Tips to save energy
Heating is where most costs can be saved
Most of the energy consumed in households is for heating (about 65%). This is where saving is especially worthwhile. And this does not mean anyone must feel cold.
Each degree less saves 6% of energy.
Therefore, adjust the correct temperature in the following areas: 24°C in bathrooms, 16°C to 18°C in bedrooms and corridors, 18°C to 20°C in the kitchen, 20°C to 22°C in dining and living areas. Furniture or curtains in front of heaters take away up to 15% of the heat emitted.
Switch the heating off when you are away for a longer time
If you are away for a longer time, the heating can be turned down or — even better — set to the frost protection position of the thermostatic valve (in most cases marked with "*"). If you are away for one or two days, set the average temperature to 15°C, if longer, set it to 12°C. Bedrooms and guestrooms also need not always be heated.
A weather-dependent heating control system helps you save energy. However, you should never let your rooms cool down completely.
Reduce the temperature at night and save money
You can, and should, reduce the room temperature by up to 5°C at night. This saves energy which otherwise would not be used anyway. You may reduce the room temperature already two hours before you go to bed. Intelligent or easily manageable heating control systems help you do this.
Bleed your radiators
If a radiator no longer gets really hot although the thermostatic valve is open, air may have accumulated in the heating system pipes during the non-heating period. The radiators then need to be bled: close the thermostatic valve, open the air-bleed valve at the radiator, put a vessel underneath and wait until water comes out. Then close the air-bleed valve and set the thermostatic valve to its original position.
Controlled ventilation systems
Heat recovery systems ensure constant supply of fresh air and discharge of used air regardless of windows. Dust and noise stay outside and the heat contained in the exhaust air is transferred to the fresh air.
Do not just tilt the window to let air in
To completely exchange the used, damp indoor air by fresh outdoor air, windows must always be opened completely. Air all rooms out thoroughly in the morning (5 to 30 minutes depending on season, short in winter and long in summer). Turn the heating off before and during airing. Ideal: Air the rooms out even three or four times a day depending on use and season.
If installed, shut roller/window shutters
When shut, they keep the heat in the room and provide better protection against the cold air outside.
Draught stoppers and heat traps
Of course, doors should be as tight as possible to not waste heat but sometimes a little air still comes in under the front door. You can use a draught stopper to stop this waste of heat. Of course, you may also install a Kältefeind* [enemy of cold] or completely new doors but draught stoppers are a good and quick possibility to save heating costs without construction measures.
*A Kältefeind* is installed under the door. An automatic mechanism lifts the door seal when the door is opened and then lowers the door flush with the floor, providing better tightness, when the door is shut again.
Seal your windows and doors
Should your windows and doors not be completely tight, seal them with self-sticking sealing tape. They adjust to the open spots and fill them out. Of course, this is not as good as a new, tight element but it is a quick and inexpensive remedy to stop valuable heat from escaping.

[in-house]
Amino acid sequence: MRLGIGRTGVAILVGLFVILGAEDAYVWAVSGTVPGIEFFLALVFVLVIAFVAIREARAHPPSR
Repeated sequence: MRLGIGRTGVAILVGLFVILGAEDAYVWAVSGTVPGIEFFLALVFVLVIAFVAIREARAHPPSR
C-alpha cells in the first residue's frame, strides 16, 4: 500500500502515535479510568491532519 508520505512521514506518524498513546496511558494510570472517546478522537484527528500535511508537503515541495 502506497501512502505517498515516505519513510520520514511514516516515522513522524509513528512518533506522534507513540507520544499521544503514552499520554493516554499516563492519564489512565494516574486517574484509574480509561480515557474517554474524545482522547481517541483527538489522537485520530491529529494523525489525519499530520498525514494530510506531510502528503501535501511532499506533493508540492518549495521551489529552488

(Be cautious if a room is heated by a stove! Carbon monoxide which may be generated in the combustion process must be able to get out of the room!)
New heating system or thermal insulation
If a heating system is more than ten years old or if renovation work is planned, it should always be considered to install a modern heating system such as a condensing boiler and to improve the thermal insulation. Up to two thirds of the heat energy can be saved by insulating the outer walls, the basement and the attic and by installing windows with high-grade insulation glazing. Such renovation should always be carried out by experts as even minor faults may substantially reduce the insulating effect and cause damage to the building.
Advice for fire application users
We have the following advice for those of you who own or operate a heating system:
Have your domestic boiler checked at regular intervals
Central heating systems must be inspected and serviced at regular intervals. This includes a check whether air is in the system as well as an inspection of the correct adjustment of the burner.
Have your boiler cleaned every year
As soot deposits in the boiler increase exhaust gas temperatures and energy consumption, boilers should be cleaned once a year at the start of the heating period.
During the heating period, make sure that
- the radiators in rooms not used have been turned down
- the normal setting for daytime operation and the night setback settings are correct;
- the temperature in the boiler room is not higher than 18°C if possible;
- the pressure in the heating system is correct;
- the hot-water temperature is not higher than 69°C; and
- the inlet temperature corresponds to the set value.
Heating and hot-water pipes
Not correctly or poorly insulated heating and hot-water pipes in the basement cause substantial loss of energy and sometimes also undesired heating of basement rooms. Heating and hot-water pipes should be well insulated and at least meet the requirements of the Energy Saving Ordinance. Insulation measures are comparably cheap, especially if you carry them out yourself. The insulating material costs about 6 € to 12 € per metre. If installation is carried out by craftsmen, it will cost about twice this amount, in particular if the pipework has many bends and shut-off valves.